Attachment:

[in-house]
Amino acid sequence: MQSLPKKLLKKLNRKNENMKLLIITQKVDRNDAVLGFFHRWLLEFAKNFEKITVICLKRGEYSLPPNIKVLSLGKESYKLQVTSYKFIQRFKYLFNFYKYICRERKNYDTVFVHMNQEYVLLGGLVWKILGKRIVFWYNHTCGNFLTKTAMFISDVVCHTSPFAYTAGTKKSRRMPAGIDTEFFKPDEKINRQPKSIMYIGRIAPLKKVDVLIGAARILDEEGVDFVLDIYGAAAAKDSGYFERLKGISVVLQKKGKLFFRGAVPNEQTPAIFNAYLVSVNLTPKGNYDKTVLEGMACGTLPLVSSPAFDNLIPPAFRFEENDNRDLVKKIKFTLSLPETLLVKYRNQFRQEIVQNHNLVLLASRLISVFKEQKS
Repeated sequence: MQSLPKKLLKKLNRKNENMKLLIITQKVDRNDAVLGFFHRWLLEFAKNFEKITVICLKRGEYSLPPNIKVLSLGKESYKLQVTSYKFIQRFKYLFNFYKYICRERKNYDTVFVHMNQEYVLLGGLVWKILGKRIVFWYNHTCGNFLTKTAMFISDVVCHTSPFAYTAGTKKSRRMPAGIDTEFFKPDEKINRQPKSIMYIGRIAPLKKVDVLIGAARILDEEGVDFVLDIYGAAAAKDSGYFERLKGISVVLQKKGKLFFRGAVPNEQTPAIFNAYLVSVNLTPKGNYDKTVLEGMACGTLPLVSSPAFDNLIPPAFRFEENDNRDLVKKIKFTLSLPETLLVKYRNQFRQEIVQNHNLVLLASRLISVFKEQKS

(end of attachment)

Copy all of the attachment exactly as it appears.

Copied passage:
[in-house]
Amino acid sequence: MQSLPKKLLKKLNRKNENMKLLIITQKVDRNDAVLGFFHRWLLEFAKNFEKITVICLKRGEYSLPPNIKVLSLGKESYKLQVTSYKFIQRFKYLFNFYKYICRERKNYDTVFVHMNQEYVLLGGLVWKILGKRIVFWYNHTCGNFLTKTAMFISDVVCHTSPFAYTAGTKKSRRMPAGIDTEFFKPDEKINRQPKSIMYIGRIAPLKKVDVLIGAARILDEEGVDFVLDIYGAAAAKDSGYFERLKGISVVLQKKGKLFFRGAVPNEQTPAIFNAYLVSVNLTPKGNYDKTVLEGMACGTLPLVSSPAFDNLIPPAFRFEENDNRDLVKKIKFTLSLPETLLVKYRNQFRQEIVQNHNLVLLASRLISVFKEQKS
Repeated sequence: MQSLPKKLLKKLNRKNENMKLLIITQKVDRNDAVLGFFHRWLLEFAKNFEKITVICLKRGEYSLPPNIKVLSLGKESYKLQVTSYKFIQRFKYLFNFYKYICRERKNYDTVFVHMNQEYVLLGGLVWKILGKRIVFWYNHTCGNFLTKTAMFISDVVCHTSPFAYTAGTKKSRRMPAGIDTEFFKPDEKINRQPKSIMYIGRIAPLKKVDVLIGAARILDEEGVDFVLDIYGAAAAKDSGYFERLKGISVVLQKKGKLFFRGAVPNEQTPAIFNAYLVSVNLTPKGNYDKTVLEGMACGTLPLVSSPAFDNLIPPAFRFEENDNRDLVKKIKFTLSLPETLLVKYRNQFRQEIVQNHNLVLLASRLISVFKEQKS